Many people find wearing virtual reality headsets gives them a headache or makes them feel sick, but that hasn’t stopped Taiwanese firm HTC by announcing it will sell a system later this year.
The company made its announcement at the Mobile World Congress, an annual shindig in Barcelona where vendors vie with each other to attract attention for forthcoming products.
HTC is cooperating with Valve, a US company that specialises in video games, to let you pretend you’re walking around virtual rooms and psychotically blasting virtual foes to cyber eternity.
The HTC unit, called the Vive, can show video at a whopping 90 frames a second, and has two 1200 x 1800 pixel screens. It includes a number of sensors including an accelerometer and a gyroscope.
HTC has had a somewhat troubled time in the last two years as its core mobile business suffered the slings and arrows of outrageous vendors like Apple and Samsung. A VR headset is a new departure for the company, which also used the MWC shining to launch an Android handset to not much enthusiasm.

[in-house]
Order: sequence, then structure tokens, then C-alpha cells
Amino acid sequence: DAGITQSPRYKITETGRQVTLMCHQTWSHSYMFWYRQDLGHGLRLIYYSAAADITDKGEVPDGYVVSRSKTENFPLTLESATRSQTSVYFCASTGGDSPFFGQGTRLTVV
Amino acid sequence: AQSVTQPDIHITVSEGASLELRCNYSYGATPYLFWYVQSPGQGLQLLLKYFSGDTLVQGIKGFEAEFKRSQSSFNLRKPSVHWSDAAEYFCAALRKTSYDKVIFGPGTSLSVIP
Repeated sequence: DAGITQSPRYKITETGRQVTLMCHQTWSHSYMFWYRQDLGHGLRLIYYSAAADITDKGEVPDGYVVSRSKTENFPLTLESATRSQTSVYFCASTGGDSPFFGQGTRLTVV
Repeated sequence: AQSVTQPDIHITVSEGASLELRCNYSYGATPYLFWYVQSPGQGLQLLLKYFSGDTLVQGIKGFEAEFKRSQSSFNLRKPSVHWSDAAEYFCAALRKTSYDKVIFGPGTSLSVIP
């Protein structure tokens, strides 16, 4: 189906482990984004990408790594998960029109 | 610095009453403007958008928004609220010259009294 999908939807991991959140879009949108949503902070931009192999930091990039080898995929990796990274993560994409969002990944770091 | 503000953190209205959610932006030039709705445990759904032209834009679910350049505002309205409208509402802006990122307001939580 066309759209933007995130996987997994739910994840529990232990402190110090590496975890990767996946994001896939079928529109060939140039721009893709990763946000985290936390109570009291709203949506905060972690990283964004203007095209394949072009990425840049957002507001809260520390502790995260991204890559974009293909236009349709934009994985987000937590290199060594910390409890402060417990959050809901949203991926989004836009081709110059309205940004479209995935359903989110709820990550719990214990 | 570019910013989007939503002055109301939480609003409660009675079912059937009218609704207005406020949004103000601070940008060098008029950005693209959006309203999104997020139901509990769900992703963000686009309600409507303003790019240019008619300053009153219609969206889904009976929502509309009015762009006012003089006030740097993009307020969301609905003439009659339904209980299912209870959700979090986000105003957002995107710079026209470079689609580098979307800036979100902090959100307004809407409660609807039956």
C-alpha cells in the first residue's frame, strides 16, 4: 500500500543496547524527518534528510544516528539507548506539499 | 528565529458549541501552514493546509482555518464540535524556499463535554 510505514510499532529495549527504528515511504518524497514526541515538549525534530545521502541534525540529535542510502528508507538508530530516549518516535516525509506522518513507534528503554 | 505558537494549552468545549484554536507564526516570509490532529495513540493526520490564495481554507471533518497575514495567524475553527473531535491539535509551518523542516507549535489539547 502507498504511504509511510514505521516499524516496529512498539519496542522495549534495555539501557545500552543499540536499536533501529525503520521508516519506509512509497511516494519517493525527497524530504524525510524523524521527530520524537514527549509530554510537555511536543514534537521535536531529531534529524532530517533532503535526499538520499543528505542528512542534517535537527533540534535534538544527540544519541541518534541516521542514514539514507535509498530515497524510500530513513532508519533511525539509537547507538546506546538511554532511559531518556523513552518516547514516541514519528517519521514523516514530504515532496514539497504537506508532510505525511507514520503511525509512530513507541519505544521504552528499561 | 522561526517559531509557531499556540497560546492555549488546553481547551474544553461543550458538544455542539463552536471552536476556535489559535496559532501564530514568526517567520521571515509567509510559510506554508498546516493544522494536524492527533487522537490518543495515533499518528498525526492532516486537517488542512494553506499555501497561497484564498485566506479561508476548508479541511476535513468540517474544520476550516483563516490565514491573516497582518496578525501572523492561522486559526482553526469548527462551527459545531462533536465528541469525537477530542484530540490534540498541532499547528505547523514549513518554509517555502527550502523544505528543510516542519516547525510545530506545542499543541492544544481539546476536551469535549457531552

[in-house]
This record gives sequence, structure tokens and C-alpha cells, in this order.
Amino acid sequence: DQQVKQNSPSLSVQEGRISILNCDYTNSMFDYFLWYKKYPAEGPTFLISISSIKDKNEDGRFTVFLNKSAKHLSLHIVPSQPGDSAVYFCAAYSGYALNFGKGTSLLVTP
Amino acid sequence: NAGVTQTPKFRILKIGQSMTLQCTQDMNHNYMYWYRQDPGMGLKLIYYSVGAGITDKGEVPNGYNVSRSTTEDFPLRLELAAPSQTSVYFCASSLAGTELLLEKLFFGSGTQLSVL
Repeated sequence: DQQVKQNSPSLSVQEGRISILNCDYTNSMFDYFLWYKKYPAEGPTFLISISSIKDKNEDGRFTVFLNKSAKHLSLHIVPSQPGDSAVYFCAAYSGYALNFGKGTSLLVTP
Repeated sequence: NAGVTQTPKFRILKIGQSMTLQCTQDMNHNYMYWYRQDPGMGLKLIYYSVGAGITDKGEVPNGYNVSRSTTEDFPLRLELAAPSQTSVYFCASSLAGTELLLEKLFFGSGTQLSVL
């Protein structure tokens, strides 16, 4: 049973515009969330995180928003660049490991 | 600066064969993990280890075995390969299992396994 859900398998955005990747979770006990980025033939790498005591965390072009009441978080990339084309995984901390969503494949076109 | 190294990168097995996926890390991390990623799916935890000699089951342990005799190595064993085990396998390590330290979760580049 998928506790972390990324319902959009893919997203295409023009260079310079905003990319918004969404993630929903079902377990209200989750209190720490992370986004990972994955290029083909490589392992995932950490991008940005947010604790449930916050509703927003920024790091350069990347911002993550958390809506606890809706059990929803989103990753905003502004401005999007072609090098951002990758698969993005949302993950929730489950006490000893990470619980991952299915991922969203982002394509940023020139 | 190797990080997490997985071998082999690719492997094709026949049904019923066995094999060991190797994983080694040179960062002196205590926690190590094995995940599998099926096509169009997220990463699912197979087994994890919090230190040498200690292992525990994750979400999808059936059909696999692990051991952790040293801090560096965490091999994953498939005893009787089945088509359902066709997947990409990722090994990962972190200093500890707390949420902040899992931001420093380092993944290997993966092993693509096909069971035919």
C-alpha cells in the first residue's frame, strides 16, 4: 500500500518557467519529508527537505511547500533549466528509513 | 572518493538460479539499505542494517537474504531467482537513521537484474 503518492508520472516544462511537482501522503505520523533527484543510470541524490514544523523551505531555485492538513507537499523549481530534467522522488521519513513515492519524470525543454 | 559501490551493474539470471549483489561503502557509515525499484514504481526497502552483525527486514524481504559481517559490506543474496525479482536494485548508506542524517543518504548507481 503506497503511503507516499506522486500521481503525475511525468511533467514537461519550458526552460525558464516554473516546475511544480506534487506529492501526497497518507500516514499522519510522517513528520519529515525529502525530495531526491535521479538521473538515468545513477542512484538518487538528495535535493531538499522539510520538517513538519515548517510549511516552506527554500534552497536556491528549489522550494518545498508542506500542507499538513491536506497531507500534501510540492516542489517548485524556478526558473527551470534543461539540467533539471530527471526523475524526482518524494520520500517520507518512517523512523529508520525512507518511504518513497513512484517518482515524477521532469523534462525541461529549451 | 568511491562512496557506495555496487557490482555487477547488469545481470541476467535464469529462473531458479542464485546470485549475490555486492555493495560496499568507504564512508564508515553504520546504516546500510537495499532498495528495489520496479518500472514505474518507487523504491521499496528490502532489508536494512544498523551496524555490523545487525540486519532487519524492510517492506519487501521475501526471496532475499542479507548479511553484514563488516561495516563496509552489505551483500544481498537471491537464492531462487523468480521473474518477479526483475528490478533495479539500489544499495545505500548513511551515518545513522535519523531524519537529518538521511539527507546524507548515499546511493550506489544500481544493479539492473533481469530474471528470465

While virtual reality (VR) has been around for a good old while, a market research firm now predicts massive growth in the marketplace.
ABI Research said it expects to see three million VR units ship this year, but that will soar to 55 million by 2020.
It believes that head mounted displays will be the winning form factor for both augmented reality (AR) and VR.
The reason for the growth is that mobile reliant devices such as the Samsung Gear VR will be successful, while “tethered defices” and stand alone devices are likely to need more time to mature.
One of the reasons is that existing software, like CAD (computer aided design) software, can be easily modified to support VR devices.
Sports networks and video makers will also start supporting these type of devices.
ABI believes that it won’t be until next year before this market really starts to fly.